How to Care for and Maintain a Humidor

How to Care for and Maintain a Humidor

Humidor Care & Maintenance

A humidor works wonders for keeping your cigars in peak condition, but they are not impervious. It takes proper care to keep your humidor maintained and working at its best. Don’t worry, it’s not backbreaking labor. A few tips and some forethought are really all you need in order to keep your humidor going strong.

Properly Season Your Humidor Before Its First Use

Kiln-dried Spanish cedar absorbs moisture and releases moisture slowly, which works wonders for maintaining humidity. However, when the humidor first arrives, the cedar is dry. If cigars are placed in a dry humidor, the cedar will naturally try to absorb moisture from them. Seasoning your humidor is crucial to prevent this from happening, and starts the process of creating the perfect humid environment for your cigars to rest in.

Keep the Humidor in a Cool Dark Place

The internal temperature of a humidor should be at 70 degrees Fahrenheit. The outside conditions of the environment in which your humidor is stored will greatly affect the interior humidity and temperature. Keep your humidor out of the sun. Added solar heat will just change the temperature (and affect humidity) over the course of the day.  Additionally, outside humidity will affect the humidity of the humidor, so if you live in a humid environment, find the driest possible place to keep your humidor stored.

Keep Your Humidifier Filled

Humidifying your humidor properly required keeping proper relative humidity in your cigars, in the air inside the humidor and in the cedar lining. Your humidifier is what keeps that moisture in the air, and affects the moisture in the cedar and cigars. Whichever type of humidifier you use, whether it be foam-based humidifiers, crystal gel humidifiers, bead-based humidifiers or Boveda humidifiers, make sure you maintain these and keep them running properly. Follow the instructions to refill your humidifiers as needed. This could be every few days to every few weeks or months. Also be sure to replace your humidifiers as per the instructions for each respective humidor type. Foam humidifiers need to be replaced every 10-12 months, for example. Keep on this so you have fresh materials humidifying your cigars at all times.

Consider What You Use to Humidify Your Humidor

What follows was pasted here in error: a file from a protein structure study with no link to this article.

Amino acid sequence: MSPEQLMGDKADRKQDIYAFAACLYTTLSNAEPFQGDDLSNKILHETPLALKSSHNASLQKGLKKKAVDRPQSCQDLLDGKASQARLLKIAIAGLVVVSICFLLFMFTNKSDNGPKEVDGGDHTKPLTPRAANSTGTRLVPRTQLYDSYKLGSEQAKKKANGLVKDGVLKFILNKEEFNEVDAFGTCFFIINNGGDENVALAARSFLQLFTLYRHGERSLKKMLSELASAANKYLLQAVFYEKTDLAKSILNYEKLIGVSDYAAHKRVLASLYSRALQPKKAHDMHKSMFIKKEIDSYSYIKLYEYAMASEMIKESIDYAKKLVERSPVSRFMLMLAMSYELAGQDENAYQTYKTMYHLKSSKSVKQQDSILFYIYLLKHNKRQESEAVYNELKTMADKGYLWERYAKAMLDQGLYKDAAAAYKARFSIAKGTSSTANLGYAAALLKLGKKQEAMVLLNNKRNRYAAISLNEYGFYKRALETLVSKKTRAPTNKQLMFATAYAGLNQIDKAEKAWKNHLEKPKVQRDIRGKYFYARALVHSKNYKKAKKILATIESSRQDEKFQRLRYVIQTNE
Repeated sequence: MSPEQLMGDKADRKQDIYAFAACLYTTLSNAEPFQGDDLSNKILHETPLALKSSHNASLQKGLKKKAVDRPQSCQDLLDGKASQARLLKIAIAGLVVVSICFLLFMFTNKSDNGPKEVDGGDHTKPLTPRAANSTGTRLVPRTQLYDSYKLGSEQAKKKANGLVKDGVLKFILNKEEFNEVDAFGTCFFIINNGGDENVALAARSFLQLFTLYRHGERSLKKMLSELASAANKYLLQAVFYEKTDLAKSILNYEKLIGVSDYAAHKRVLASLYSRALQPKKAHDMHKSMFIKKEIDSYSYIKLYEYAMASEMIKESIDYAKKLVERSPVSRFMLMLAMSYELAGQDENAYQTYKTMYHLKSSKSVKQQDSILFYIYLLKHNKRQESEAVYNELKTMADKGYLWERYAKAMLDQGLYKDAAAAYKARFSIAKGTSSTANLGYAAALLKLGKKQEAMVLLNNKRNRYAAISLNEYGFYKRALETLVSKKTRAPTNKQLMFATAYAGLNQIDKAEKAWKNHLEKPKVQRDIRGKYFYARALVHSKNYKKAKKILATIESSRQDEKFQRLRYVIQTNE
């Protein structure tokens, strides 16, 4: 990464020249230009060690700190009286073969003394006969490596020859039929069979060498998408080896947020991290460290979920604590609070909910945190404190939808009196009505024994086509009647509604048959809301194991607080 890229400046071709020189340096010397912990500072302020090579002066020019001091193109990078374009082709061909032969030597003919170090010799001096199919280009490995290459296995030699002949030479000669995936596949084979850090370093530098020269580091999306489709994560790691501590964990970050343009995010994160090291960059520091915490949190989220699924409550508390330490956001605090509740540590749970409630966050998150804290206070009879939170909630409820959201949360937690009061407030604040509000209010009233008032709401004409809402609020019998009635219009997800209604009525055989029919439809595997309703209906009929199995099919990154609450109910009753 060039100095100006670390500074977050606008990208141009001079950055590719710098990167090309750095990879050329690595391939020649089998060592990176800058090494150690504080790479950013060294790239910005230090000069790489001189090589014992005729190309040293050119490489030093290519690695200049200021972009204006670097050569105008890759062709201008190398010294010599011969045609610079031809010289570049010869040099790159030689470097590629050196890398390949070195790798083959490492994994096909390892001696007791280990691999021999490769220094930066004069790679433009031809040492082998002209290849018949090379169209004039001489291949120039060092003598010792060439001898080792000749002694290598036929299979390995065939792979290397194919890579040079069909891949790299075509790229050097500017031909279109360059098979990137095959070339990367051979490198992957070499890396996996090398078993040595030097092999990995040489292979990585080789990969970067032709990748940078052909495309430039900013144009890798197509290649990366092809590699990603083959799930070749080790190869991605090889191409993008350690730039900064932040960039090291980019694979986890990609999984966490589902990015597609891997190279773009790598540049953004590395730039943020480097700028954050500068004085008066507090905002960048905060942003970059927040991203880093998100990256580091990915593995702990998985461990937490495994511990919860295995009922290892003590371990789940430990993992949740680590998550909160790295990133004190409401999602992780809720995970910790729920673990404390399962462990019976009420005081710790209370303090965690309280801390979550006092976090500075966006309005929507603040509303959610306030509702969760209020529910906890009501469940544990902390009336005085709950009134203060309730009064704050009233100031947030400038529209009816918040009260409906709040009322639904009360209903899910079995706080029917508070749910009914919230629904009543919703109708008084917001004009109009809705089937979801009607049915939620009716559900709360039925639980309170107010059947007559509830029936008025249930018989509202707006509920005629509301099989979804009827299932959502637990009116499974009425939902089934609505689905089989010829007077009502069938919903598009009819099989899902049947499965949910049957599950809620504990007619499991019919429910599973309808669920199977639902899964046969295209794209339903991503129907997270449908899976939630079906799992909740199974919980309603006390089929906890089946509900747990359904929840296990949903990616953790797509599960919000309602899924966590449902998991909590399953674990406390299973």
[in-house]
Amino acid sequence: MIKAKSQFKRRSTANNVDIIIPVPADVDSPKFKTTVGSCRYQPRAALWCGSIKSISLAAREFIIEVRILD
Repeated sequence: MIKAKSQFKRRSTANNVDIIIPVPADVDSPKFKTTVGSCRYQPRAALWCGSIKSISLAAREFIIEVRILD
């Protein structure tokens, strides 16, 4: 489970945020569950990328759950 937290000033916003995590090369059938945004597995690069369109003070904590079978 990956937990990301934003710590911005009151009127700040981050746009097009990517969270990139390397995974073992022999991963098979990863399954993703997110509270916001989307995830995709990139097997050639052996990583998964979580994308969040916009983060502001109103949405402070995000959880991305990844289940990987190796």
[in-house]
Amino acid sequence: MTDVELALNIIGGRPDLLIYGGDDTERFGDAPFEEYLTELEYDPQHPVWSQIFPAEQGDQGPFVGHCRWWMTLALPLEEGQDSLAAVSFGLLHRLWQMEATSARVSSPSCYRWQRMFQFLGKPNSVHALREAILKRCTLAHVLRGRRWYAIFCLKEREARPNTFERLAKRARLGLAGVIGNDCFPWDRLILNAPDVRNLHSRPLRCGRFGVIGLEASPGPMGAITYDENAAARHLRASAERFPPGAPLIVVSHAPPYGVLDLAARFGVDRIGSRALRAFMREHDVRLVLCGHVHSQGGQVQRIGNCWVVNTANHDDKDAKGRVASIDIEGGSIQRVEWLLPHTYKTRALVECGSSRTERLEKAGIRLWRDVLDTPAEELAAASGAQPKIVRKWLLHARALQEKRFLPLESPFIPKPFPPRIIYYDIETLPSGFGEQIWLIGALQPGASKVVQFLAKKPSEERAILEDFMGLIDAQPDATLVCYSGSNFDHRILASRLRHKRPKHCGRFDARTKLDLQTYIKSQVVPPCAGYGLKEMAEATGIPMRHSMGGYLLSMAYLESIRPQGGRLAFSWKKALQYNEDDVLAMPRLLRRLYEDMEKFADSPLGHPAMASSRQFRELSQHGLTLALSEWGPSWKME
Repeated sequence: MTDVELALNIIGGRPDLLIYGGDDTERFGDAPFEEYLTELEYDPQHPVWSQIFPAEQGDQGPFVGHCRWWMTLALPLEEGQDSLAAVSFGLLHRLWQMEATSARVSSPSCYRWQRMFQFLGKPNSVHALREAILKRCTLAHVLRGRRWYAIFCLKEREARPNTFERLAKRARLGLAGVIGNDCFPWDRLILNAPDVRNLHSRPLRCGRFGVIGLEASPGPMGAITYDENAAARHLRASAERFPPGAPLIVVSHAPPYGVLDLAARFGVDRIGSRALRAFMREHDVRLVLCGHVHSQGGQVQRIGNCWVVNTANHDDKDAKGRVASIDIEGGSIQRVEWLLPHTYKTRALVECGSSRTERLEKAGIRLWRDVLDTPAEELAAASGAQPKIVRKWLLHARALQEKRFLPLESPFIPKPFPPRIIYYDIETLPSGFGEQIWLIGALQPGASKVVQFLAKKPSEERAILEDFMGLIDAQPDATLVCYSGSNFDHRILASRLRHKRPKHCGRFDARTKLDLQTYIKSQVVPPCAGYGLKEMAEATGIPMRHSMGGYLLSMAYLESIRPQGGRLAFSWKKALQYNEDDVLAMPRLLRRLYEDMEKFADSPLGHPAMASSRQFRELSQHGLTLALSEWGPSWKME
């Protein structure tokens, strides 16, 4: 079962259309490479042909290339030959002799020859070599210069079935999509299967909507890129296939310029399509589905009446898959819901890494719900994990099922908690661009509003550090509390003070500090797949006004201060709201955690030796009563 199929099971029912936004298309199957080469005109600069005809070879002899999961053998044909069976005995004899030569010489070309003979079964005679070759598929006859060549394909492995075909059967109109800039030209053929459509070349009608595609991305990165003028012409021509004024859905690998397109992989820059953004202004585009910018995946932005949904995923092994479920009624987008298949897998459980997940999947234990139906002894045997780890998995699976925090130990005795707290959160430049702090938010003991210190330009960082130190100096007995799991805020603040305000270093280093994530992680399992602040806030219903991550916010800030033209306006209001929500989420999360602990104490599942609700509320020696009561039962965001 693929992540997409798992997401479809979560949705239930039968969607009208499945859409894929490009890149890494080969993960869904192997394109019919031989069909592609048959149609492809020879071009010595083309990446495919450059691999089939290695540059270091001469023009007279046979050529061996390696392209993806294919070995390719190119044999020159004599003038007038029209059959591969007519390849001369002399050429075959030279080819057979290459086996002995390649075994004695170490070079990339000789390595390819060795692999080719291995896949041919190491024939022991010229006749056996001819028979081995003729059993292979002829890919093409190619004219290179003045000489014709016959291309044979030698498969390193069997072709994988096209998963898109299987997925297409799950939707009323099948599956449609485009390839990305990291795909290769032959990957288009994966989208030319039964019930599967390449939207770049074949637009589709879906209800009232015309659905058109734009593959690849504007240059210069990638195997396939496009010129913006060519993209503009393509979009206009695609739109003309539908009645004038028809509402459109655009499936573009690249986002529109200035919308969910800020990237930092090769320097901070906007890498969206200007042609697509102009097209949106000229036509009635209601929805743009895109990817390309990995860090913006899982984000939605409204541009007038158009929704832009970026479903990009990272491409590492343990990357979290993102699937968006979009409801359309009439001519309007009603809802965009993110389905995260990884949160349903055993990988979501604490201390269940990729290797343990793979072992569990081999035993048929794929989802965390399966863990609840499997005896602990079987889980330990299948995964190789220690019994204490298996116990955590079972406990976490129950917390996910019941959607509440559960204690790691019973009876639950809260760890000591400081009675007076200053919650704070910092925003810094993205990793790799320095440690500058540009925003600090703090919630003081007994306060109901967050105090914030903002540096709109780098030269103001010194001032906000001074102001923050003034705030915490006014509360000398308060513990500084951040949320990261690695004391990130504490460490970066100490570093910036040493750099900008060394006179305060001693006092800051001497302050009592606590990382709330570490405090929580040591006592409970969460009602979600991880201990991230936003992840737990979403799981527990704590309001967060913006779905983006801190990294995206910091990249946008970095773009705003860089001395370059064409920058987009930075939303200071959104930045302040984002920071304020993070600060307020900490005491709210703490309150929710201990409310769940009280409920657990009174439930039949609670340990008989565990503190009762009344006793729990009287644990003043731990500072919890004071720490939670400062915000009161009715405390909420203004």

Two of the most common humidifying agents that are used for humidors are distilled water and propylene glycol. Both come with their pros and cons depending on how often you open the humidor. Every time the humidor is opened, it will affect the air’s relative humidity. If you open your humidor on a frequent basis, we recommend using distilled water, as it will be easy to replace and refill inside a humidifier, and will be low maintenance. If you do not go into your humidor very often, propylene glycol may be better for you. Propylene glycol doesn’t evaporate unless the air hits a certain humidity range, so when left undisturbed in a closed humidor, the propylene glycol will last longer. Propylene glycol also has an antifungal agent which will prevent plumes from forming on your cigars.

Check Your Hygrometer Weekly

Your hygrometer is your best defense against drastically fluctuating humidity. Be sure to look at the hygrometer reading at least once a week to make sure it is maintaining a relative humidity of 70%. Watching this reading will help you determine how often your humidifier needs to be refilled or replaced.

Also in Humidor Information

8 Top Cigar Vacation Destinations For the Summer

Read More
Why is My Newly Seasoned Humidor Losing Humidity?

Read More
The Ultimate Guide to Cigar Oasis Humidifiers

Cigar Oasis electronic humidifiers, featuring models that can humidify from 75 up to 10,000 cigars, should be on your short list for a hands-free, low maintenance solution to cigar care.  With four models, and a complete redesign for 2014, choosing the right one can be a little confusing and overwhelming. The purpose of this guide […]

The post The Ultimate Guide to Cigar Oasis Humidifiers appeared first on Blog.

Read More